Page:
Welcome to Saturday and the first weekend post of our 29 day challenge — Day 4: Go to a concert and meet someone involved!
If you want to become known in the field, one of the sure-fire ways to do so is to go to more performances and be seen. Tastemakers and gatekeepers rarely come knocking on your door asking for your wonderful opinion. Start small. Do not assume that you are going to go to the next LA Phil performance and that you’ll meet Gustavo Dudamel just because you bought a ticket. I will bet you that there is a performance happening in your area at a smaller venue this very night. Your Day 4 challenge is to go to a concert and meet someone involved. Go use your web 2.0 knowledge and find something that your friends are involved in or that you find truly interesting and go.
Here are some ideas to help you start schmoozing.
- Ask about volunteer opportunities if you want to set up and ongoing relationship with that series or organization.
- Smile. People will be more interested in talking to you if you look like you’re enjoying the evening.
- If there is a bar – make friends with the bartender (tipping helps) and find out if she/he has any connection to the performers.
- Practice making small talk with random people.
- Start by saying more than please, thank-you, and excuse me to the barista, your doorman, a coworker, the person that has a lesson right after you.
- Go with a Meetup group to more classical events. The entire idea behind these groups is to meet new people that share your interests!
- (If you’re looking for one in Baltimore – I’m an administrator for Baltimore Opera & Classical Voice Performances)
- Having your own sort of “elevator pitch” about yourself as a singer is a good idea.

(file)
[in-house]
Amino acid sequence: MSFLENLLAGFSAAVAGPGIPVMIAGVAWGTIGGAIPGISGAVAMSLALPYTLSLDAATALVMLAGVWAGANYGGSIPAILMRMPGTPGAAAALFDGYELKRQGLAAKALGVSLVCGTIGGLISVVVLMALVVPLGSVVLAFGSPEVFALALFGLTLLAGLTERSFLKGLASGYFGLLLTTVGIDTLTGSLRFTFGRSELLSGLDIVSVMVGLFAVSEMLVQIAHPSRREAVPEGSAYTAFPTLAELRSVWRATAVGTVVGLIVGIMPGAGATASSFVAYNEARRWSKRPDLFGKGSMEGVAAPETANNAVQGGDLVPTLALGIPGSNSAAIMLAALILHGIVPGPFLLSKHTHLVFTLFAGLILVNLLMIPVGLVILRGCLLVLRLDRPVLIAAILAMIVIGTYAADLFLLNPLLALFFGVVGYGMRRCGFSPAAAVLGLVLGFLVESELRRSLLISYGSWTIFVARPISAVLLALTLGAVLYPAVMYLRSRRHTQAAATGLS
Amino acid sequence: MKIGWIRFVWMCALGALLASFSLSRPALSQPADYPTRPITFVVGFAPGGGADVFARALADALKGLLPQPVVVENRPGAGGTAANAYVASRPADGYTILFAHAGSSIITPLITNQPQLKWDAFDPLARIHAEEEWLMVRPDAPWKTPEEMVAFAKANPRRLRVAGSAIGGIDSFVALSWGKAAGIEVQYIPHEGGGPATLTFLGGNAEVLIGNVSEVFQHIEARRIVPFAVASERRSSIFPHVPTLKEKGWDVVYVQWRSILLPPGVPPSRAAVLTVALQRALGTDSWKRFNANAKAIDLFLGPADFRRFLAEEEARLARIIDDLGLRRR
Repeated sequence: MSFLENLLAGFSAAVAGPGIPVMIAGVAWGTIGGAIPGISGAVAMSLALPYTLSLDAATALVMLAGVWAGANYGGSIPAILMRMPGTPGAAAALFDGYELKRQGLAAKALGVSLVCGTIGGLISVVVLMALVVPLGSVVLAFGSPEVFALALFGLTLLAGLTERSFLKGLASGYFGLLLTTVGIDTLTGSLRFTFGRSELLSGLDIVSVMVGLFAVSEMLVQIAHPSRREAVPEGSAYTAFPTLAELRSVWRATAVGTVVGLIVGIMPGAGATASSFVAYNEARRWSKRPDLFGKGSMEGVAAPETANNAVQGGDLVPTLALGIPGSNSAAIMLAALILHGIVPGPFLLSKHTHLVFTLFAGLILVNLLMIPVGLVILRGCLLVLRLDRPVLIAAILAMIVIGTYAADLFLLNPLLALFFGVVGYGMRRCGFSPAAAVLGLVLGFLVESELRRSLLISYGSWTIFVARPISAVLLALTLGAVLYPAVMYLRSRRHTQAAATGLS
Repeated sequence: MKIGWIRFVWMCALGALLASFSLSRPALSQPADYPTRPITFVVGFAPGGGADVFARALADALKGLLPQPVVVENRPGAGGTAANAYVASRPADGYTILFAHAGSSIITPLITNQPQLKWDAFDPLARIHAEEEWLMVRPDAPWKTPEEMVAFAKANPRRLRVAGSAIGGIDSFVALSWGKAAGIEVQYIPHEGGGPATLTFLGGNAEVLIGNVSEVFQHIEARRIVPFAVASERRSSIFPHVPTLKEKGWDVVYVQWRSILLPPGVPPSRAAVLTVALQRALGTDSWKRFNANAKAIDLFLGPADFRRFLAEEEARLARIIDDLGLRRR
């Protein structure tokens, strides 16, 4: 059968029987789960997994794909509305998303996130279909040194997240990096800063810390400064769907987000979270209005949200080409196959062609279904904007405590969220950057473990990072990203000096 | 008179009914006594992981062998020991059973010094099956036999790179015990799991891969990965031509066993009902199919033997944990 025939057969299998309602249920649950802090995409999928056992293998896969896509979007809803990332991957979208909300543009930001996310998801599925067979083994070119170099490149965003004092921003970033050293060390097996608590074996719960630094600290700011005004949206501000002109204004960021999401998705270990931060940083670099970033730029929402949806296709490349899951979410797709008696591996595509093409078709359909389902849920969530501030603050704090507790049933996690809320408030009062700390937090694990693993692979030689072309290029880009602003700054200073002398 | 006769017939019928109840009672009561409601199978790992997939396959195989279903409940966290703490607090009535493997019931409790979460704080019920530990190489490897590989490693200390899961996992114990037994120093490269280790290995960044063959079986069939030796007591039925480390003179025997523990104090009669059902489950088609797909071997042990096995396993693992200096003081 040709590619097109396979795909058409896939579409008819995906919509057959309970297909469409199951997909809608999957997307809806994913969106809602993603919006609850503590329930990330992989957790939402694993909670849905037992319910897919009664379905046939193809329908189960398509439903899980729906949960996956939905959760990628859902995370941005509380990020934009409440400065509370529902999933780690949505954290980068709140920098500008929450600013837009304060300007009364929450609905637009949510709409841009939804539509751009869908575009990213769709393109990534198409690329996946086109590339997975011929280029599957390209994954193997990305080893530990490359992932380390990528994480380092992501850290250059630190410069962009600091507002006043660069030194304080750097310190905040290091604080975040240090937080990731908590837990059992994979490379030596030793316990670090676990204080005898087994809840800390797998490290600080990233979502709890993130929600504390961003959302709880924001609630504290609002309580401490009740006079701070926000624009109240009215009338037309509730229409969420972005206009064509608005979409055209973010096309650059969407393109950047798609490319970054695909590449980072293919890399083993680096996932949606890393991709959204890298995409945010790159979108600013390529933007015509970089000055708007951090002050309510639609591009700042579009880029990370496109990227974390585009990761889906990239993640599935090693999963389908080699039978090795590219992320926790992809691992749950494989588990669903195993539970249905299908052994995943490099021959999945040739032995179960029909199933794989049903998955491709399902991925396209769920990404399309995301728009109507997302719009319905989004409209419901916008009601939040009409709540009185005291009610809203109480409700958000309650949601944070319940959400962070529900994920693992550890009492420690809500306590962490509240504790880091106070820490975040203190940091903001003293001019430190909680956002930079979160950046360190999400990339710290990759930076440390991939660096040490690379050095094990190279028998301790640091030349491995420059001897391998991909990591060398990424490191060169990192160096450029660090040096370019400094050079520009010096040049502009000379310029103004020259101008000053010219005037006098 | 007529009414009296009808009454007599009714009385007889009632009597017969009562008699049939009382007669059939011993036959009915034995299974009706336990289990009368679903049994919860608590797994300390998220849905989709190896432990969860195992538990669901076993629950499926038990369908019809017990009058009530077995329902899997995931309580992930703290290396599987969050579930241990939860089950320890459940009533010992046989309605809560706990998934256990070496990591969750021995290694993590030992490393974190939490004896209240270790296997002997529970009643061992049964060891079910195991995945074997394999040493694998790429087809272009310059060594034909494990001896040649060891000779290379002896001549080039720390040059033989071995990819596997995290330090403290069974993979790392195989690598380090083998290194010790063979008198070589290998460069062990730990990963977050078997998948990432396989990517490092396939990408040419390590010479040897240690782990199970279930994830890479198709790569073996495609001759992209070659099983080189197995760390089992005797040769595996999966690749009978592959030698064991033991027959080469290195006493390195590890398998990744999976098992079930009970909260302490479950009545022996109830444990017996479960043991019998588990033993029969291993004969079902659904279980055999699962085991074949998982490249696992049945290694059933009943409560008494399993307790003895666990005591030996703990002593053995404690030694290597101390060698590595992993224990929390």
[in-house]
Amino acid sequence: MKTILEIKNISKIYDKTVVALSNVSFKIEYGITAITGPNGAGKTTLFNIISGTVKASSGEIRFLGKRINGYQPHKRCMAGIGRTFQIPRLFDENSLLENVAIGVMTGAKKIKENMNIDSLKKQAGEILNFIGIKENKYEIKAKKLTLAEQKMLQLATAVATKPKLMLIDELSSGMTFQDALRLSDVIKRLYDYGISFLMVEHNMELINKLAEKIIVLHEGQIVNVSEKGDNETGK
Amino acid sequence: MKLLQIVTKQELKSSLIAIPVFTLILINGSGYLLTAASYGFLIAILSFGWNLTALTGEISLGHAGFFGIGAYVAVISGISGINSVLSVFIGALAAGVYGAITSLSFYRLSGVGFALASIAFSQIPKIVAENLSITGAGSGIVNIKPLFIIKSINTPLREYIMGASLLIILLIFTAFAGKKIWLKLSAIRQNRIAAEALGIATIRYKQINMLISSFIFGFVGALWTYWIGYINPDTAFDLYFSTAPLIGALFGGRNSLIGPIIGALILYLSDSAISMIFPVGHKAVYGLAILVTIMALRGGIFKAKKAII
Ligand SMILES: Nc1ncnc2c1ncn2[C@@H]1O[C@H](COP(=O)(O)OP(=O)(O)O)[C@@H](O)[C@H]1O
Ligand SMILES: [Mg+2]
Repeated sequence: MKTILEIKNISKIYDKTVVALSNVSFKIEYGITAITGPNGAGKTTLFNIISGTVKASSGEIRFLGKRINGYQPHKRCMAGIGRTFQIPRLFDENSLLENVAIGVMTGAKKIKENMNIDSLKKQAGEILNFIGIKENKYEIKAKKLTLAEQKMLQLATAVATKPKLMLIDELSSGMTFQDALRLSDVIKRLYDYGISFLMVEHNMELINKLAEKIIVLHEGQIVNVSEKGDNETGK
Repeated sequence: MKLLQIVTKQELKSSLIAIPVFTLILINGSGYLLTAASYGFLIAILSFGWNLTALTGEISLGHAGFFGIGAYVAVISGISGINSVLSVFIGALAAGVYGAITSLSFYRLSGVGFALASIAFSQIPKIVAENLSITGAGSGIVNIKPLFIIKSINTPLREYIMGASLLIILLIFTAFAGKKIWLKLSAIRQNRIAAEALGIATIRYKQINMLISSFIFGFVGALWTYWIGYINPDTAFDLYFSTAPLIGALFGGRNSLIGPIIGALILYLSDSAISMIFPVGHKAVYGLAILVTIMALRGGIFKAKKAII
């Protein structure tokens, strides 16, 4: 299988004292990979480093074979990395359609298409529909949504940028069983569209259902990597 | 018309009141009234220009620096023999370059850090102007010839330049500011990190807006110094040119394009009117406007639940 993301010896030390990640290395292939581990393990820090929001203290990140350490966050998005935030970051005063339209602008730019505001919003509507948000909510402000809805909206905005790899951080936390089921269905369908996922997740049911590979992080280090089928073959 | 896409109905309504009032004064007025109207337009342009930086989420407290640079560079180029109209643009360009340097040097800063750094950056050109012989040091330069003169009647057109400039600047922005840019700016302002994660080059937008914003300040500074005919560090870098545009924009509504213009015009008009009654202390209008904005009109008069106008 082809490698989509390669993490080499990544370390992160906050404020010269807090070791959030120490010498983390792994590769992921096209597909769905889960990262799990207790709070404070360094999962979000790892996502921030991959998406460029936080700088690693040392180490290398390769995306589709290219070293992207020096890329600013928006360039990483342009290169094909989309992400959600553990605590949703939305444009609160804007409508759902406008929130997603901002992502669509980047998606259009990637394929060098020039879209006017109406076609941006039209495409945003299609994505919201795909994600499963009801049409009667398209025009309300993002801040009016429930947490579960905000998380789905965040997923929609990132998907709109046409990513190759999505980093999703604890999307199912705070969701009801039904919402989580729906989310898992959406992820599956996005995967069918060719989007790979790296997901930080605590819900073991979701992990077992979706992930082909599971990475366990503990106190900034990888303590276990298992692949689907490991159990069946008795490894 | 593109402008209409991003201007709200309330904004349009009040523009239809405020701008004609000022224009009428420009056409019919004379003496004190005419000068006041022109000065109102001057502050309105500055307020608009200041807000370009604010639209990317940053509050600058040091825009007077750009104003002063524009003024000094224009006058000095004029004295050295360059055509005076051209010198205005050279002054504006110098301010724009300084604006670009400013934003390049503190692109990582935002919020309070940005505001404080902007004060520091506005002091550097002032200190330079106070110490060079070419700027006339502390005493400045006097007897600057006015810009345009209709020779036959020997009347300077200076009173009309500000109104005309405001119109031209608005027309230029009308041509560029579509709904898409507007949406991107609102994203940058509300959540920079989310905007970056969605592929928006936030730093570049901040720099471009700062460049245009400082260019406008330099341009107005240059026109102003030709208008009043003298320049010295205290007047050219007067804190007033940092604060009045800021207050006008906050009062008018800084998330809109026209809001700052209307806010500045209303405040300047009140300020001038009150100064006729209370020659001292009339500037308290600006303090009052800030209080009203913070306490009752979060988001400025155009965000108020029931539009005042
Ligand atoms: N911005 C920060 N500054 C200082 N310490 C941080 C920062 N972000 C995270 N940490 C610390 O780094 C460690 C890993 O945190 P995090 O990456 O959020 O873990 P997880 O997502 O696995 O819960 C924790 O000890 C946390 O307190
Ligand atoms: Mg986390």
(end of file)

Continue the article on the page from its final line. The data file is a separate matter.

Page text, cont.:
- Mention what you’re interested in – if the other attendees are interested in that as well you will be off to a great conversation.
- Take notes (maybe just mental notes) about the performance and be specific when you tell the musicians what you liked. This can lead to a more fully-developed conversation about the work, the musician, even the whole organization.
- If you have a friend that is more of a social butterfly than you are – take them as your musical wingman. You can double the number of people you meet and make a better impression.
Finally, write about the event later. Perhaps you have your own blog that you could write about the performances. Try to highlight what was successful about the performance, though. You don’t want earn a negative reputation right away. If nothing else, Facebook and tweet (in fact, you should tweet me when you accomplish this challenge @mezzoihnen) about the evening and follow up with those performers and ensembles through social media afterwards.
Good luck with your challenge and may you enjoy new music and new friendships!
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